1. https://www.achievingthedream.org/awards-recognition/dream-scholars
  2. Description: Achieving the Dream welcomes nominations of student leaders from TCU ATD network colleges who want to make a difference on their campuses and in their communities for the DREAM Scholars program. The program lasts a year and is designed to enhance key leadership, critical thinking, and networking skills. DREAM Scholars also attend ATD’s annual conference. Achieving the Dream covers virtually all costs. Two of the eight students selected as DREAM Scholars in 2018 and 2019 came from tribal colleges. In 2020 and 2021, one of the eight students selected as a DREAM Scholar came from a tribal colleges.
ii. WINHEC – World Indigenous Nations Higher Education Consortium
  1. https://winhec.org/
  2. World Indigenous Nations Higher Education Consortium (WINHEC), a non-profit international Indigenous organization based in New Zealand, provides an international forum and support for Indigenous Peoples to pursue common goals through higher education. AIHEC was a founder of WINHEC as a direct result of their involvement in the 1999 World Indigenous Peoples Conference on Education (WIPCE), an international Indigenous education conference held every three years. Through funding from the W. K. Kellogg Foundation, AIHEC provides support to pursue common goals through higher education by providing U.S.-based involvement in advancing the goals of WINHEC.
iii. ACUE – Association of College and University Educators

  1. https://acue.org/online-teaching-toolkit/
  2. ACUE’s mission is to ensure student success through quality instruction. ACUE believes that every faculty member deserves the support and preparation needed to teach well, so that every student receives an extraordinary education. In partnership with institutions of higher education, ACUE prepares, credentials, and provides on-going support to faculty in the use of evidence-based teaching practices that promote student engagement, persistence to graduation, career readiness, and deeper levels of learning. Faculty who satisfy the requirements of ACUE’s courses through institutional partnerships or open enrollment courses earn certificates in effective college instruction endorsed by the American Council on Education.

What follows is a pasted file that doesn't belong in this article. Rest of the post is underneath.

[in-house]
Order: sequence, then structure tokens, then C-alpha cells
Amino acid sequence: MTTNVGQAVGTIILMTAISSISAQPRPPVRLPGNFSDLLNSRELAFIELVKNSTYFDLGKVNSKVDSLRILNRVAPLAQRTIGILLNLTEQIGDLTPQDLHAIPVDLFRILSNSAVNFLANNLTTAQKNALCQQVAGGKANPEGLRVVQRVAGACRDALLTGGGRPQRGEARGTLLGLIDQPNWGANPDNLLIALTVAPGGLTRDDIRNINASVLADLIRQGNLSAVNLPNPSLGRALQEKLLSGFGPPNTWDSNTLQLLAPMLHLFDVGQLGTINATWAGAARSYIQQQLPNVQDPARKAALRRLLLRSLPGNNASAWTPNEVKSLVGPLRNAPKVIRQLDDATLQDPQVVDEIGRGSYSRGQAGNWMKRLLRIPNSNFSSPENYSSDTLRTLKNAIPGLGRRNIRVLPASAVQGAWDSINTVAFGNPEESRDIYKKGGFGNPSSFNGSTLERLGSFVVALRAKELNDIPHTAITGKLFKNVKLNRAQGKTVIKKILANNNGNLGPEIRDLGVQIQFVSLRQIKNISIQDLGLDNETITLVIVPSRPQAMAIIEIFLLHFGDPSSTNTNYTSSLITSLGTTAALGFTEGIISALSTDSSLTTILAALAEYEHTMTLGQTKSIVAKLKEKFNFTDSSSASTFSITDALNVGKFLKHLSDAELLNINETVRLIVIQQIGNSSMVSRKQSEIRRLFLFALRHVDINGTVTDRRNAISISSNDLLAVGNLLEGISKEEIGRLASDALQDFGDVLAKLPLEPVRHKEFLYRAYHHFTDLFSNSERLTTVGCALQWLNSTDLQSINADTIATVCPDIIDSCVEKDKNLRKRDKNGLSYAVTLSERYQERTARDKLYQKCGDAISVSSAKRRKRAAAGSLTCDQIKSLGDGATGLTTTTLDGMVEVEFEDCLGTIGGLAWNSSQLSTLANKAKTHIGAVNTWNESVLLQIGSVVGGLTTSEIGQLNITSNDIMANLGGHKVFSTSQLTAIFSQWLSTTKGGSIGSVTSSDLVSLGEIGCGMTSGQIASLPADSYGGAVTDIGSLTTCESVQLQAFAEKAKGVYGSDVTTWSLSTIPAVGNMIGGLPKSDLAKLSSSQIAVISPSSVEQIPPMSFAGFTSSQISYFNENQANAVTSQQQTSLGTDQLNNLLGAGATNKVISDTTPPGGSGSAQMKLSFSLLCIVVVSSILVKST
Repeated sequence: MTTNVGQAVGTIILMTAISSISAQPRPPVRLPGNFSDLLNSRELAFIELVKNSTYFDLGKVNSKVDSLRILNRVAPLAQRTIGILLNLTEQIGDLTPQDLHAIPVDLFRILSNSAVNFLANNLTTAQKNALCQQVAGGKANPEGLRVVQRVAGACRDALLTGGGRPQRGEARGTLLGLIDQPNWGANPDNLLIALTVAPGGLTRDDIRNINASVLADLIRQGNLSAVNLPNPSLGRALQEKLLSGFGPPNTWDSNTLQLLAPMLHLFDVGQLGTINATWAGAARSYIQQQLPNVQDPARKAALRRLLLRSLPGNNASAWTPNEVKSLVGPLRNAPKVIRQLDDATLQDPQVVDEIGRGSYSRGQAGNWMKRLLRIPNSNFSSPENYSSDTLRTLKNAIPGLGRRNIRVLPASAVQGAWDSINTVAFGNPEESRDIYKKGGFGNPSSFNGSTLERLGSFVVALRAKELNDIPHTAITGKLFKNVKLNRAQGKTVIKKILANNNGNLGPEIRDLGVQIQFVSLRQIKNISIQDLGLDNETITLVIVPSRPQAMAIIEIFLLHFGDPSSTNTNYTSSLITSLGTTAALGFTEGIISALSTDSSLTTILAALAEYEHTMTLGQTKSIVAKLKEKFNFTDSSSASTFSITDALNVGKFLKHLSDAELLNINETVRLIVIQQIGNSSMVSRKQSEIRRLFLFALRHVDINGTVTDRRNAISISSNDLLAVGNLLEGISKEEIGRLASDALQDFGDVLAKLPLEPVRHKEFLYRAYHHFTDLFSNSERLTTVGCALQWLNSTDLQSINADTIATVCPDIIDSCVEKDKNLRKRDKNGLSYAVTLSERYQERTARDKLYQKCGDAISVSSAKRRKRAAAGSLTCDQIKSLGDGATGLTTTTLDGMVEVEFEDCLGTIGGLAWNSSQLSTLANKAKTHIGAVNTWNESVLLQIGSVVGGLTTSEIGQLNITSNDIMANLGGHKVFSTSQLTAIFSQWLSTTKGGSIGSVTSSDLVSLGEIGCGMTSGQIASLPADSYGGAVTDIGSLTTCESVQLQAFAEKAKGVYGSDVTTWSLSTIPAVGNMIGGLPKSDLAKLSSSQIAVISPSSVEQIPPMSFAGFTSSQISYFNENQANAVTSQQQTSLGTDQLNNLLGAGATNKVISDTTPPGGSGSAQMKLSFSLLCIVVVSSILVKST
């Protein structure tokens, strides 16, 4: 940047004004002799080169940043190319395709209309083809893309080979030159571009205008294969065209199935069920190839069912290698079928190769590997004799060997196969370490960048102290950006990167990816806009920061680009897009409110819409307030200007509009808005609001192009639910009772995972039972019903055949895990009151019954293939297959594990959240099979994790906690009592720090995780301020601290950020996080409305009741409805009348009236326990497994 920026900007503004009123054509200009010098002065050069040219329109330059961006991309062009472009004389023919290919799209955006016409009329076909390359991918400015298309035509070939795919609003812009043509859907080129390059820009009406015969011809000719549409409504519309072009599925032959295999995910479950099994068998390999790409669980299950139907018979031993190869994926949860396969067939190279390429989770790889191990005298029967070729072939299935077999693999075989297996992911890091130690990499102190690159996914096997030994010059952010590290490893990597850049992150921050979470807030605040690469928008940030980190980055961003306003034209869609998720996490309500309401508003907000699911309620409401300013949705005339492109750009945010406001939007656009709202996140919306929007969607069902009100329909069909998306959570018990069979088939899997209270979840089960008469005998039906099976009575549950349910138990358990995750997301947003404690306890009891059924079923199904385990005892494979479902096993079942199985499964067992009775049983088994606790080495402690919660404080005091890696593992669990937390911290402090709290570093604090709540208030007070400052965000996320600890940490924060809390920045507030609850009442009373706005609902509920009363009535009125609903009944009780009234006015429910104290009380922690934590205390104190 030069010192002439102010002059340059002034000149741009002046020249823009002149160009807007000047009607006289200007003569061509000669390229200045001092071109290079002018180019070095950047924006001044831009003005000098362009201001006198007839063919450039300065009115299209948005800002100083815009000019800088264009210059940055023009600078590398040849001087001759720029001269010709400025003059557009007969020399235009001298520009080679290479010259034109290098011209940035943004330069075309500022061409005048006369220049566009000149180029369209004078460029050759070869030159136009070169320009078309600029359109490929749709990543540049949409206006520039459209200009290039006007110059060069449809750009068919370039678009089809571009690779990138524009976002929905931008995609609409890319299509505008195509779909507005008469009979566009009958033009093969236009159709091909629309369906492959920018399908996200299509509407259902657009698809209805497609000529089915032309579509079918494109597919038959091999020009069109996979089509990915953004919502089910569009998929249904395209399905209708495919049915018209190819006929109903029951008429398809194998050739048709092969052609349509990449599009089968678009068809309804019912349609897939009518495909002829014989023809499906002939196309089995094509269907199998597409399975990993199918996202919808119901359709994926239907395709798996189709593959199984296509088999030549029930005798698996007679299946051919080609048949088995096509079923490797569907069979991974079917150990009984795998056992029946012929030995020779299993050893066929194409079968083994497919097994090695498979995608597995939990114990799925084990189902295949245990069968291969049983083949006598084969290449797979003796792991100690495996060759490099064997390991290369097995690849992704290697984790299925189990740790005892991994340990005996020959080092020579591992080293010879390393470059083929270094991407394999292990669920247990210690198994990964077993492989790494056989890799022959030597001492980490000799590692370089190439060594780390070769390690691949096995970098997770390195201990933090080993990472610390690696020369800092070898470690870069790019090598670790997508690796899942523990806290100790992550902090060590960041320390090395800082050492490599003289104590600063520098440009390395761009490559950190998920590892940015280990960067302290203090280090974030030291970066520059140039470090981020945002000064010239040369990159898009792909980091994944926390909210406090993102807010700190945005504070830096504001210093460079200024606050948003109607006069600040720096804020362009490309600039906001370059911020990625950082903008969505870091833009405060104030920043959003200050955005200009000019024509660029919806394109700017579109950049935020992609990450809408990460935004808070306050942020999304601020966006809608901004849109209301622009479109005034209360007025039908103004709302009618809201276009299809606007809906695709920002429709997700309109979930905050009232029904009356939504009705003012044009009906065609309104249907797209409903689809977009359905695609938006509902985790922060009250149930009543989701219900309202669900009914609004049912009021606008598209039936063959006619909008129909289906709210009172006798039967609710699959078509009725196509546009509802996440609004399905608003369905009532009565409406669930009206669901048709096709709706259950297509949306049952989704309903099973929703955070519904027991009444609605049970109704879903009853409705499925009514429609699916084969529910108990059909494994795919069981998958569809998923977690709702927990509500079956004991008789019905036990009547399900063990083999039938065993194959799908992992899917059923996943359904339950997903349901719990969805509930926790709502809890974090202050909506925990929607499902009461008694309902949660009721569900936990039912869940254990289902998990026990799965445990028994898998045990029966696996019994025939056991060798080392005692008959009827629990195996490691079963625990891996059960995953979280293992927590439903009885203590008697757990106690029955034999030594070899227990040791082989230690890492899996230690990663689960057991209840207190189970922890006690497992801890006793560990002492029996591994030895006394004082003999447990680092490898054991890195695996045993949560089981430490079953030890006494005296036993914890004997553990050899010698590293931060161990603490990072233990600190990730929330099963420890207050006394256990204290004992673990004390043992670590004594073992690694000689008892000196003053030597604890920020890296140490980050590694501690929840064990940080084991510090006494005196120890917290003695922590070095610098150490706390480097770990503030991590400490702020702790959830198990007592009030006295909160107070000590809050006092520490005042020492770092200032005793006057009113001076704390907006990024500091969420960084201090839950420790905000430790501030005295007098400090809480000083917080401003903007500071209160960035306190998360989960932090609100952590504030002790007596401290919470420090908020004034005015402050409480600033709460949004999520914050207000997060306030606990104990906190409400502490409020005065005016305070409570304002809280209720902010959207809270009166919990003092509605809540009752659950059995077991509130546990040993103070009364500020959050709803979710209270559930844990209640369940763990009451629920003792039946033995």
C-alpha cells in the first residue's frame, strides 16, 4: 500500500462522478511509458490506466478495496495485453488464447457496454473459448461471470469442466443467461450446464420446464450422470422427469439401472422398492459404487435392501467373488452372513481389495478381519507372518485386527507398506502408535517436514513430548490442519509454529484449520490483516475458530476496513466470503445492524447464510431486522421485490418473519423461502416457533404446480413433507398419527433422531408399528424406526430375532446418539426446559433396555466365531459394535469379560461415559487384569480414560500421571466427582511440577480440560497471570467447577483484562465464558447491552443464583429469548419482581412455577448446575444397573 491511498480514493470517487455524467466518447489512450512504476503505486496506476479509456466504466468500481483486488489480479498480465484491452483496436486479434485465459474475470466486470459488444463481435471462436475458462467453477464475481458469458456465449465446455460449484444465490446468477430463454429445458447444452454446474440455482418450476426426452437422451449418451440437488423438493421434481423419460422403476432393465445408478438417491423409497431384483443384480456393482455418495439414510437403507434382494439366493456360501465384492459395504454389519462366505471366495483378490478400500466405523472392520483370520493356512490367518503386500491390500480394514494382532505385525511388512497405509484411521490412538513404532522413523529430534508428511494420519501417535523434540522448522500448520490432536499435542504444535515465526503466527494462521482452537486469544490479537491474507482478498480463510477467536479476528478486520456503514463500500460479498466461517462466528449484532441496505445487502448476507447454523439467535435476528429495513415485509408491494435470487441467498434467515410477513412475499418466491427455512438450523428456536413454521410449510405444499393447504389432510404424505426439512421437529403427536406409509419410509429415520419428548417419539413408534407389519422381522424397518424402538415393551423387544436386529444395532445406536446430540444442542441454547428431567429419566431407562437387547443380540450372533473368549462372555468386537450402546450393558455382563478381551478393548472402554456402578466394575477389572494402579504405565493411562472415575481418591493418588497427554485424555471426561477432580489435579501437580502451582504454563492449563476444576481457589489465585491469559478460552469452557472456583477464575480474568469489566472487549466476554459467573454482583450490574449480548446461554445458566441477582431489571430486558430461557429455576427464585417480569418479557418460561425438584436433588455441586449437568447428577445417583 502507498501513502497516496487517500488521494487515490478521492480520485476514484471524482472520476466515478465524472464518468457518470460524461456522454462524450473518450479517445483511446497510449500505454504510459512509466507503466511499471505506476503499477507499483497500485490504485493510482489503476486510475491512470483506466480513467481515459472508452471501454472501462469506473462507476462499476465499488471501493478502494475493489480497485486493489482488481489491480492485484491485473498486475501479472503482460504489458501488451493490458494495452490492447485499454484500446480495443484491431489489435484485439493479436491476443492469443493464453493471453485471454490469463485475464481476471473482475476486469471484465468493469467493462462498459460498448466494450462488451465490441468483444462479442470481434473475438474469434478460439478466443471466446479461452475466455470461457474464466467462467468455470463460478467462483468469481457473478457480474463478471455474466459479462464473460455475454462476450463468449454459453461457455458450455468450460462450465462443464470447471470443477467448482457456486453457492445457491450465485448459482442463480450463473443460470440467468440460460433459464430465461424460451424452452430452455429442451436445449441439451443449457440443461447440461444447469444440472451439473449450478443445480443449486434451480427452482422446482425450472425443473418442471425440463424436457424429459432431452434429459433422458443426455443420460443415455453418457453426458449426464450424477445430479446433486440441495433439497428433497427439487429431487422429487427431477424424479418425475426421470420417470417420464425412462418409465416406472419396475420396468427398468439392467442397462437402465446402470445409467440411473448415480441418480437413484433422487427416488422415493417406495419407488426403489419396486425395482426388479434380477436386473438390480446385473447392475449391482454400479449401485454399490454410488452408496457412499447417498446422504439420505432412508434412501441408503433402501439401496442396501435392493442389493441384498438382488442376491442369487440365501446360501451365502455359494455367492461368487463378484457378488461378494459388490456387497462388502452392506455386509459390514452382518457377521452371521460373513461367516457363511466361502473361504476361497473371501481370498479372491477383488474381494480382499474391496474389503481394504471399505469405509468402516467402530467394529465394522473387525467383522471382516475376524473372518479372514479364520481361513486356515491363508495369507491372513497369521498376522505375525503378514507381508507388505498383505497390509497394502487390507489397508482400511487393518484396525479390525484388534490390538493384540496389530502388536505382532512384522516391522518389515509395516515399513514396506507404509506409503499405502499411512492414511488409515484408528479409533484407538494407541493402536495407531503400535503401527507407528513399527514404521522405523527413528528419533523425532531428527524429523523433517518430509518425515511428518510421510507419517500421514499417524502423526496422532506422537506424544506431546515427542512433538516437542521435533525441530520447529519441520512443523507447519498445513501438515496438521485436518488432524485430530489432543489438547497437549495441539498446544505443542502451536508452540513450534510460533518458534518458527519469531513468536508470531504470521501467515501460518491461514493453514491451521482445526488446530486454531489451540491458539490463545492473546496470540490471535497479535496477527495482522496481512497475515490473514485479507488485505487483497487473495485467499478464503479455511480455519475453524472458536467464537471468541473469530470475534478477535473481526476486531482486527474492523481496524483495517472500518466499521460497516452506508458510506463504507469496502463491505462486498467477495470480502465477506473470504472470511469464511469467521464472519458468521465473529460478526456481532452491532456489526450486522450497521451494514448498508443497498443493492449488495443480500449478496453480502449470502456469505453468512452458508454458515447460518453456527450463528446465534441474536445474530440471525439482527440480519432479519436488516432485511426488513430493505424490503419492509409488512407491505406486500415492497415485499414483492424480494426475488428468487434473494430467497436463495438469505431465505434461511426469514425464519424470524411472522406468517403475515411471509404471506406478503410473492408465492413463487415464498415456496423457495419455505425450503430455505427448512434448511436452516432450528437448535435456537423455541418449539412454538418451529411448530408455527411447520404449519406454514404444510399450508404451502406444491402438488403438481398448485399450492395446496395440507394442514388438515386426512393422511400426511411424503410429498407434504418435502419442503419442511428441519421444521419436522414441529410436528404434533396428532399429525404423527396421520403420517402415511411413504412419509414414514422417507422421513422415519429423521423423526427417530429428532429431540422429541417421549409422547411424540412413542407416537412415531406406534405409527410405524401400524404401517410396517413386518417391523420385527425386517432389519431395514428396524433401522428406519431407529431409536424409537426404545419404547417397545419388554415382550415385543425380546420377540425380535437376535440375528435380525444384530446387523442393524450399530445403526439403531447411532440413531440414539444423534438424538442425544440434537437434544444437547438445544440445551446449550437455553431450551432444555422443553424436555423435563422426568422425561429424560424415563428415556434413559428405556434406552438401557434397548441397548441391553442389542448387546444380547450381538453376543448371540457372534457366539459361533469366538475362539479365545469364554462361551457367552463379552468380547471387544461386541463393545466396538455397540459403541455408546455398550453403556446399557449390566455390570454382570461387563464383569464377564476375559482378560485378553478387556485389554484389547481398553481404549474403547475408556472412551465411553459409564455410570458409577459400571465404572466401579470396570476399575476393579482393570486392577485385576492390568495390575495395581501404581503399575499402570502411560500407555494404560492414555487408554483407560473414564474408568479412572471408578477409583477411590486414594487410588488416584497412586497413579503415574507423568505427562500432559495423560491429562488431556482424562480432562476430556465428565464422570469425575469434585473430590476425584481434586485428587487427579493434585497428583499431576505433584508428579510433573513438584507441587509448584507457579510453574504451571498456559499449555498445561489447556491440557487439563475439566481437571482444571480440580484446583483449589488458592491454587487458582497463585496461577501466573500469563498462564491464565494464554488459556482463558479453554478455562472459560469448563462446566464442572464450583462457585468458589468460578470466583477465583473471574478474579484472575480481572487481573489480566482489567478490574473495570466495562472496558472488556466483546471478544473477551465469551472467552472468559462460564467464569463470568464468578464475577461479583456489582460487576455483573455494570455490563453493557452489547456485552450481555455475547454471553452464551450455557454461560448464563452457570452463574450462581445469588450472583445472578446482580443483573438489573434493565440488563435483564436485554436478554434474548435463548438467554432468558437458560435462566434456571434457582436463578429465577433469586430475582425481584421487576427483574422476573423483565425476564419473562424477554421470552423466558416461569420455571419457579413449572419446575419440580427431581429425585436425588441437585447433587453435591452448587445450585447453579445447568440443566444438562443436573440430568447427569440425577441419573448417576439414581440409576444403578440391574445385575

3.  

    During the rapid transition to online instruction in response to the pandemic in spring 2020, a survey of the AIHEC Board members indicated that training for faculty in online instruction was a high priority. In summer 2021, AIHEC partnered with the Association of College and University Educators (ACUE) to coordinate and deliver an online professional development courses in effective digital teaching, enrolling 330 TCU faculty members. Grouped in thirty-member cohorts facilitated by TCU faculty member experts, enrollees engaged in Communities of Practice, working together to build their skills and knowledge in online instruction. With funding from the American Indian College Fund, AIHEC’s professional development work expanded to include additional courses in spring 2021, serving 127 TCU faculty members. Faculty members earn a micro-credential for each course they successfully complete; the completion of four courses results in faculty members earning a full credential as an online instructor.